Writing for Business

Nov 15 2013   11:45AM GMT

How to tell your -ables from your -ibles: Admissible or admissable?

Ivy Wigmore Ivy Wigmore Profile: Ivy Wigmore

Which is correct?

interrobang According to the fruit of the poisonous tree doctrine, evidence discovered indirectly as a result of an illegal method is not ______________.
a. admissible
b. admissable

Answer: a

Both -able and -ible mean able to be  — in this case, able to be admitted — and they stem from the Latin abilis and ibilis, which both also mean essentially the same thing.

Able is what is known as a living or productive suffix. That means that new adjectives can still be created by adding able to existing words.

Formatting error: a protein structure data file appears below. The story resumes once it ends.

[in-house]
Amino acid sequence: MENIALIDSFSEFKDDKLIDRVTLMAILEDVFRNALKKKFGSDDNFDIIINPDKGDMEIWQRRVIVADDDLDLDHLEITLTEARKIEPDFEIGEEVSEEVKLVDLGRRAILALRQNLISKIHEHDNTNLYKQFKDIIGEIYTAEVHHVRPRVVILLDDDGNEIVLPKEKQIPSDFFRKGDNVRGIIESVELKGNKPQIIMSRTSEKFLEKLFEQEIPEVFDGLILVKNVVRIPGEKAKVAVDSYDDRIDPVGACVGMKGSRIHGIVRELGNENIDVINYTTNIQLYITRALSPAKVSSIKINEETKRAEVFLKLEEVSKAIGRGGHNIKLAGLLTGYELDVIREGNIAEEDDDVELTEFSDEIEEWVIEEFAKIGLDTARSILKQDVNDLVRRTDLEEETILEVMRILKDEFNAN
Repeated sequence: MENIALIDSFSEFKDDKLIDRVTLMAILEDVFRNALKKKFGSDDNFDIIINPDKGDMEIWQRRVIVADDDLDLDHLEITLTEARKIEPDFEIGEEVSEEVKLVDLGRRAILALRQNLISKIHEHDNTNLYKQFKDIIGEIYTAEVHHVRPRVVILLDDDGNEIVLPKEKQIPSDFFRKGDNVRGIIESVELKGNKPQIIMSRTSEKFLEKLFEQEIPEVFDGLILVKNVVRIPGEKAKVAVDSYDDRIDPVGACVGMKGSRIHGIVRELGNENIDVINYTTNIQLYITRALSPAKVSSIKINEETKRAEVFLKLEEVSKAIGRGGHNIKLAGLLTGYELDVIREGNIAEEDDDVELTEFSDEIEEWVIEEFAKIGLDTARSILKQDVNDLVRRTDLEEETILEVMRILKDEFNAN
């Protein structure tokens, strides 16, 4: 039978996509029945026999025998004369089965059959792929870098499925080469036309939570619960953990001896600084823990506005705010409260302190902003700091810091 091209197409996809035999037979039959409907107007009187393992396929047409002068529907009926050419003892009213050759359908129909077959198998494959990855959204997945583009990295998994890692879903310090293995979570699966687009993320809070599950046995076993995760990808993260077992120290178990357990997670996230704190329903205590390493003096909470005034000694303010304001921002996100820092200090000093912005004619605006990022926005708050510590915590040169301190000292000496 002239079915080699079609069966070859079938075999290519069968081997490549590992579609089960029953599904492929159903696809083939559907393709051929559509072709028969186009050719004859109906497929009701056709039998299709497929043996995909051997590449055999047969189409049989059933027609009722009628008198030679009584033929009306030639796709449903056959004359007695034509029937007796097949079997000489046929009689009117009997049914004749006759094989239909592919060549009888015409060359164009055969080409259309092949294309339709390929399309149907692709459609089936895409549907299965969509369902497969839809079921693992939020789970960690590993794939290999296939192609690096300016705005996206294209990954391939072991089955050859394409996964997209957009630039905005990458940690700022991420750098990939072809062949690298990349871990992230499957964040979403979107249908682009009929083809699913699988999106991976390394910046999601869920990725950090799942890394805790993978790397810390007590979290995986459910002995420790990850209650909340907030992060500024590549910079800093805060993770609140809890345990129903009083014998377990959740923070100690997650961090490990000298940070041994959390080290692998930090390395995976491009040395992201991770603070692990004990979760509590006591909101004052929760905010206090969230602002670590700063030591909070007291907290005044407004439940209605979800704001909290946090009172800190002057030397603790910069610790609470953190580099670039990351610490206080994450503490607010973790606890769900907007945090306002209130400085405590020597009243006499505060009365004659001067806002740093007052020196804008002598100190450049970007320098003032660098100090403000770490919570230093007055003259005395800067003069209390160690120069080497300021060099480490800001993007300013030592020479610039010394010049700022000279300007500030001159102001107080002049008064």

On the other hand, -ible  can’t be used that way. If you know which adjectives end in ible, then you’re set. They aren’t making any new ones.

The Oxford Dictionaries blog offers a few tips on how to make an educated guess about ible vs. able, but none of the methods are foolproof.

They provide this table of common -ible adjectives:

accessible eligible invincible responsible
audible expressible legible reversible
collapsible feasible negligible risible
contemptible flexible ostensible suggestible
convertible gullible perceptible susceptible
digestible horrible permissible tangible
divisible incredible plausible terrible

Some of the spellings seem obvious and others less so. I feel compelled to admit that I had to look up admissible yesterday — hence the post.

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